On the off chance a students makes it to the cashier without picking up a fruit or a vegetable, the adult will either encourage the student to revisit the line or pop something healthy on their tray. 

“After a few months of doing this, we don’t have much trouble,” Ferguson said.

The next big challenge 

Ferguson said her staff have been able to respond in a positive manner to the challenge of the new regulations.

“There’s been a lot of thought about this way before the Obamas. There’s been a lot of research done by scientists and researchers,” she said. “And there are a lot of things about the new regulations that I like. It forced our industry to create and develop new recipes and products that are better nutritionally.” 

The next big challenge, she said, is reducing the sodium in students’ meals. There are three target dates for America’s schools to meet.

“It’s going to be extremely challenging because Americans love salt,” she lamented. “But the industry is stepping up to reduce sodium.” 

At Blair Oaks, where almost 1,000 children each lunch every day, Blair Oaks food services director Tony Reinkemeyer said the new regulations initially created “a lot of anxiety,” but those fears have mostly been quelled. 

Parents feared students would reject the healthier options and more food would be wasted. Others worried that the new calorie limits were too restrictive and students would feel hungry during the day.

“We were concerned that kids wouldn’t participate in the student lunch program. And we did see between $23,000 and $24,000 in decreased revenues because of lower participation,” Reinkemeyer said. 

But that trend has reversed, he said. 

“Probably because some of the concerns were unnecessary,” he added.

Combatting high food costs

As manager of the school’s kitchens, high food costs is one of the most-critical problems Reinkemeyer copes with daily. “We’re seeing unprecedented pressure on food costs,” he said. 

And the federal nutrition regulations implemented last year only complicated matters. 

“We’re now serving almost two times as much fruit, compared with what used to be served. And it’s not cheap, especially between November and January,” he said. 

But most of the revenues the food service program lost have been recovered, he noted.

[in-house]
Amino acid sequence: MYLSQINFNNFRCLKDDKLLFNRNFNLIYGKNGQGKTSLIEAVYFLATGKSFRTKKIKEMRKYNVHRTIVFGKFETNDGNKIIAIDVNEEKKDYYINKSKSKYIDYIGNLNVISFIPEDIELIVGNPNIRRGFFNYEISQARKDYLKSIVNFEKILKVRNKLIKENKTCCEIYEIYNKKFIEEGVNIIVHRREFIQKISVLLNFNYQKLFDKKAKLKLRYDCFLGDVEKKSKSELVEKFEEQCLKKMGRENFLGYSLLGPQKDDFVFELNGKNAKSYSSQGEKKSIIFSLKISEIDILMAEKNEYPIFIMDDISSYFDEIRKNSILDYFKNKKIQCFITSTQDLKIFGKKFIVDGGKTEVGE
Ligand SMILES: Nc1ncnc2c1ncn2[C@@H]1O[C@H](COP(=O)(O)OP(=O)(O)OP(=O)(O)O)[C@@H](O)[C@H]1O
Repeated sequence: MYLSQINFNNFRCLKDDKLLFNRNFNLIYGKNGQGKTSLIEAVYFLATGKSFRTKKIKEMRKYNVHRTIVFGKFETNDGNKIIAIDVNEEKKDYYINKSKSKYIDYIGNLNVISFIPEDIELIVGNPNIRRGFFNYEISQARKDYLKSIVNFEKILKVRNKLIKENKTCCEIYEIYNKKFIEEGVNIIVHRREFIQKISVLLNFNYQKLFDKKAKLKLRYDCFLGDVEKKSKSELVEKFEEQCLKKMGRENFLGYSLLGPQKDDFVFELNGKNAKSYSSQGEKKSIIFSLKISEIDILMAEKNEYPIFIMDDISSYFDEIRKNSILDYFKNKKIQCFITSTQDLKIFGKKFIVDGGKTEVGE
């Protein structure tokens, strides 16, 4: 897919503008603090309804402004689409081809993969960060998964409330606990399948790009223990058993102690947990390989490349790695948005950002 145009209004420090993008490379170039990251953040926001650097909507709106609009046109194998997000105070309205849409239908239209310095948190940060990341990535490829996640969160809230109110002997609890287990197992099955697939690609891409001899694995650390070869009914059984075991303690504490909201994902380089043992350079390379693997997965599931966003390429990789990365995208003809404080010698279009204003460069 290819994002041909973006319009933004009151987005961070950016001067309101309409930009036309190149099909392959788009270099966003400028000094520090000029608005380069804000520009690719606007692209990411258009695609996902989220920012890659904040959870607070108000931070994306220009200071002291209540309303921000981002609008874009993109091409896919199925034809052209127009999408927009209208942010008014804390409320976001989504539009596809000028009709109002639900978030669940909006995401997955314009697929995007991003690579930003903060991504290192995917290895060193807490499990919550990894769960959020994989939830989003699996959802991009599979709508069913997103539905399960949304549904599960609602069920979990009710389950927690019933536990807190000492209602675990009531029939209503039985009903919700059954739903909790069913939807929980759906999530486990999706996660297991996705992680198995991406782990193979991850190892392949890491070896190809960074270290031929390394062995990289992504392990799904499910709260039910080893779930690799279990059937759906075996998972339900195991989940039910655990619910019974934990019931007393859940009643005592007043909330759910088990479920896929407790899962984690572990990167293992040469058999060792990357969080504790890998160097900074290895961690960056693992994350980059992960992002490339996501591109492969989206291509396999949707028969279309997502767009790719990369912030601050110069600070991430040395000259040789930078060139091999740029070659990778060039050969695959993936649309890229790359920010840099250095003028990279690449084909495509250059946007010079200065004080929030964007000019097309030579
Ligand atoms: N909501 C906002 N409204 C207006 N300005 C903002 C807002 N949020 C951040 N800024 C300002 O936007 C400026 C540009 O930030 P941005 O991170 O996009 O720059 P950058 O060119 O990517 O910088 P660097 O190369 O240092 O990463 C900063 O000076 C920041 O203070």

Reinkemeyer said his workers have tried to “be creative” to entice children to eat the new meals. A choice of three fruits daily — say a banana, canned peaches or raisins — also appeals to students.

And he noted students are becoming increasingly more amenable to the idea of trying something new and different. 

“Students who, two years ago, wouldn’t even try a new food are now coming along,” he said. “For example, we (when) served kiwi fruits to the middle school students, we used every one we bought. It surprised me.”

Reinkemeyer also said his department has been able to control costs by reducing “payroll hours by a significant amount.”

At a meeting in September, Board of Education member Tim VanRonzelen said one of the No. 1 complaints he hears — particularly from his own kids — is about the low quality of the school’s food. 

“But a new family moved here from Warrensburg, and all they could talk about is: ‘How big the portions are!’ and ‘How big the portions are how good the food is!,’” VanRonzelen said. 

“It’s all a matter of perspective, isn’t it?” Reinkemeyer dryly rejoined.

Superintendent Jim Jones said some districts are discussing opting out of the federal program, but he cautioned the board against considering that.

“We would lose revenue, and we would lose the commodities pipeline,” he said. 

He noted the federal government makes “commodities” — a wide array of foods — available either for free or at a greatly reduced price. The school can then in turn use contract processors who are willing to turn those raw ingredients into foods the school’s kitchen can use in a variety of ways. For example, the school can direct their free cheese commodity to be turned into cheese sticks, shredded cheese or pizzas. 

“And the processors do it at a greatly reduced price because the raw ingredients are free,” Jones said. 

Jones noted if the Blair Oaks School District stopped participating in the federal program, the district could expect revenue shortfalls.

“Lunch prices might have to go up by 75 to 80 cents, or more, to break even,” he explained.

Reinkemeyer said the school district is complying with 100 percent of the federal government’s nutrition and calorie guidelines. But that’s due, in part, because some of the most stringent rules have been “relaxed,” he said. 

For example, originally the rules allowed only 2 ounces of meat per student — even for high school students. He noted that wasn’t enough to satiate the appetites of busy, beefy senior high school football players. 

“We’ve been able to offer more meat and meat alternatives like cheese, without relaxing the calorie guidelines,” Reinkemeyer told the board.